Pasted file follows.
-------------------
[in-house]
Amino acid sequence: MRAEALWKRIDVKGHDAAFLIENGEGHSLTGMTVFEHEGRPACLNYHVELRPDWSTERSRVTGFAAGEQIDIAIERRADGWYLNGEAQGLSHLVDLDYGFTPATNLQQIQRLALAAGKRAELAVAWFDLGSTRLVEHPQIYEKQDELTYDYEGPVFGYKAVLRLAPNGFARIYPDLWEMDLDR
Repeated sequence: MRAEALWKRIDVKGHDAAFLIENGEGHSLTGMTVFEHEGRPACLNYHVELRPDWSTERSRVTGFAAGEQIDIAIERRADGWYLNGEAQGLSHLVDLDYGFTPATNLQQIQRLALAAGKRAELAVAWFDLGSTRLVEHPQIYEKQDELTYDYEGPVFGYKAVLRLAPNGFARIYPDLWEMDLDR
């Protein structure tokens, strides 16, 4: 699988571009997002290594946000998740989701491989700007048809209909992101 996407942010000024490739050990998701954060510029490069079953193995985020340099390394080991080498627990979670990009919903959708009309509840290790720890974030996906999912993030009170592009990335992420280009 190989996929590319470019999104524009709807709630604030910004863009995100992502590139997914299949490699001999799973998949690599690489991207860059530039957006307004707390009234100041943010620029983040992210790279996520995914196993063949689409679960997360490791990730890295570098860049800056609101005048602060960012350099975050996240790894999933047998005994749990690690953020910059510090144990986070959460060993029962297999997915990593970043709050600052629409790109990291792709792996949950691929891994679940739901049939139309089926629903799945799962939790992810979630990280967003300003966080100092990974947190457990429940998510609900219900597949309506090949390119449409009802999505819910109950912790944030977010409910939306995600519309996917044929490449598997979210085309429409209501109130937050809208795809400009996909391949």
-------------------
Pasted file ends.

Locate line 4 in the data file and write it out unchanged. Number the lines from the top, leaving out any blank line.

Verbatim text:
């Protein structure tokens, strides 16, 4: 699988571009997002290594946000998740989701491989700007048809209909992101 996407942010000024490739050990998701954060510029490069079953193995985020340099390394080991080498627990979670990009919903959708009309509840290790720890974030996906999912993030009170592009990335992420280009 190989996929590319470019999104524009709807709630604030910004863009995100992502590139997914299949490699001999799973998949690599690489991207860059530039957006307004707390009234100041943010620029983040992210790279996520995914196993063949689409679960997360490791990730890295570098860049800056609101005048602060960012350099975050996240790894999933047998005994749990690690953020910059510090144990986070959460060993029962297999997915990593970043709050600052629409790109990291792709792996949950691929891994679940739901049939139309089926629903799945799962939790992810979630990280967003300003966080100092990974947190457990429940998510609900219900597949309506090949390119449409009802999505819910109950912790944030977010409910939306995600519309996917044929490449598997979210085309429409209501109130937050809208795809400009996909391949």